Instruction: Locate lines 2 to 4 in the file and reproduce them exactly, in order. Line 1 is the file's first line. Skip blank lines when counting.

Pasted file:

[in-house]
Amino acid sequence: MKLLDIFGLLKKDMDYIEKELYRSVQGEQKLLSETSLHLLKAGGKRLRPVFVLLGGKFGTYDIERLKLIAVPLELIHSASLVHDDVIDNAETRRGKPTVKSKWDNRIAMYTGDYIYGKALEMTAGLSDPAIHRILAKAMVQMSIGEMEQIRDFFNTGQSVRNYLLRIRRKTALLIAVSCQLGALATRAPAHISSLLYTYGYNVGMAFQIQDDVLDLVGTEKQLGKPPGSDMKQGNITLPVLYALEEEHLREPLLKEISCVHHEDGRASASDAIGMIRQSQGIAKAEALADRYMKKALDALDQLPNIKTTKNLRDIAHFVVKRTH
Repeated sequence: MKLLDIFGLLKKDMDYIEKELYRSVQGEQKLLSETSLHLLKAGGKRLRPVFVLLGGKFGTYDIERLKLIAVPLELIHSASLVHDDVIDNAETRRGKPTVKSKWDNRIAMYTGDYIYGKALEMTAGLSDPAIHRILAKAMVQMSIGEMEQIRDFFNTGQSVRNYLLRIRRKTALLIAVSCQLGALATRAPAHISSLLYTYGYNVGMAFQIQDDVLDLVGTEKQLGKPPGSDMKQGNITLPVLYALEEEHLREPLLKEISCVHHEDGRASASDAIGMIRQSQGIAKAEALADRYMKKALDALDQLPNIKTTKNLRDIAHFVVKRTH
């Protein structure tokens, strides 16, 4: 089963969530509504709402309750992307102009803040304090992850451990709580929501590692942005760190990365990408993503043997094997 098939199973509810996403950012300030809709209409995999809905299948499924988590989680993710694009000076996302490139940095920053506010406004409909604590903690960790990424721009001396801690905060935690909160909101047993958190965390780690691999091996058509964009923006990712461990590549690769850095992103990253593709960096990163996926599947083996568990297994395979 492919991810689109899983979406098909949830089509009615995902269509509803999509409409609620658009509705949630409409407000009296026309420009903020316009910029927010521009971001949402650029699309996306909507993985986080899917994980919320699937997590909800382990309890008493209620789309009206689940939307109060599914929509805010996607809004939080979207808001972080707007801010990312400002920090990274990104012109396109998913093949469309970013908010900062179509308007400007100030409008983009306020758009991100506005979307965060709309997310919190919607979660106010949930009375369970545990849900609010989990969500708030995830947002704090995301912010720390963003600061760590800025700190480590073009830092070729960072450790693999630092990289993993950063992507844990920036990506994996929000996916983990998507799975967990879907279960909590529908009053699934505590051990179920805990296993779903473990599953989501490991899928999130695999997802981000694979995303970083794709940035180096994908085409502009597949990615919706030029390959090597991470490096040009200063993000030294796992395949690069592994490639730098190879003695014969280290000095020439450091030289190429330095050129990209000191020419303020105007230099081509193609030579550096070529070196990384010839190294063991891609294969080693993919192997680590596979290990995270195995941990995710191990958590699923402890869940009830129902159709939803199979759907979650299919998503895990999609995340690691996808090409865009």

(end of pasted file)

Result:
Amino acid sequence: MKLLDIFGLLKKDMDYIEKELYRSVQGEQKLLSETSLHLLKAGGKRLRPVFVLLGGKFGTYDIERLKLIAVPLELIHSASLVHDDVIDNAETRRGKPTVKSKWDNRIAMYTGDYIYGKALEMTAGLSDPAIHRILAKAMVQMSIGEMEQIRDFFNTGQSVRNYLLRIRRKTALLIAVSCQLGALATRAPAHISSLLYTYGYNVGMAFQIQDDVLDLVGTEKQLGKPPGSDMKQGNITLPVLYALEEEHLREPLLKEISCVHHEDGRASASDAIGMIRQSQGIAKAEALADRYMKKALDALDQLPNIKTTKNLRDIAHFVVKRTH
Repeated sequence: MKLLDIFGLLKKDMDYIEKELYRSVQGEQKLLSETSLHLLKAGGKRLRPVFVLLGGKFGTYDIERLKLIAVPLELIHSASLVHDDVIDNAETRRGKPTVKSKWDNRIAMYTGDYIYGKALEMTAGLSDPAIHRILAKAMVQMSIGEMEQIRDFFNTGQSVRNYLLRIRRKTALLIAVSCQLGALATRAPAHISSLLYTYGYNVGMAFQIQDDVLDLVGTEKQLGKPPGSDMKQGNITLPVLYALEEEHLREPLLKEISCVHHEDGRASASDAIGMIRQSQGIAKAEALADRYMKKALDALDQLPNIKTTKNLRDIAHFVVKRTH
């Protein structure tokens, strides 16, 4: 089963969530509504709402309750992307102009803040304090992850451990709580929501590692942005760190990365990408993503043997094997 098939199973509810996403950012300030809709209409995999809905299948499924988590989680993710694009000076996302490139940095920053506010406004409909604590903690960790990424721009001396801690905060935690909160909101047993958190965390780690691999091996058509964009923006990712461990590549690769850095992103990253593709960096990163996926599947083996568990297994395979 492919991810689109899983979406098909949830089509009615995902269509509803999509409409609620658009509705949630409409407000009296026309420009903020316009910029927010521009971001949402650029699309996306909507993985986080899917994980919320699937997590909800382990309890008493209620789309009206689940939307109060599914929509805010996607809004939080979207808001972080707007801010990312400002920090990274990104012109396109998913093949469309970013908010900062179509308007400007100030409008983009306020758009991100506005979307965060709309997310919190919607979660106010949930009375369970545990849900609010989990969500708030995830947002704090995301912010720390963003600061760590800025700190480590073009830092070729960072450790693999630092990289993993950063992507844990920036990506994996929000996916983990998507799975967990879907279960909590529908009053699934505590051990179920805990296993779903473990599953989501490991899928999130695999997802981000694979995303970083794709940035180096994908085409502009597949990615919706030029390959090597991470490096040009200063993000030294796992395949690069592994490639730098190879003695014969280290000095020439450091030289190429330095050129990209000191020419303020105007230099081509193609030579550096070529070196990384010839190294063991891609294969080693993919192997680590596979290990995270195995941990995710191990958590699923402890869940009830129902159709939803199979759907979650299919998503895990999609995340690691996808090409865009």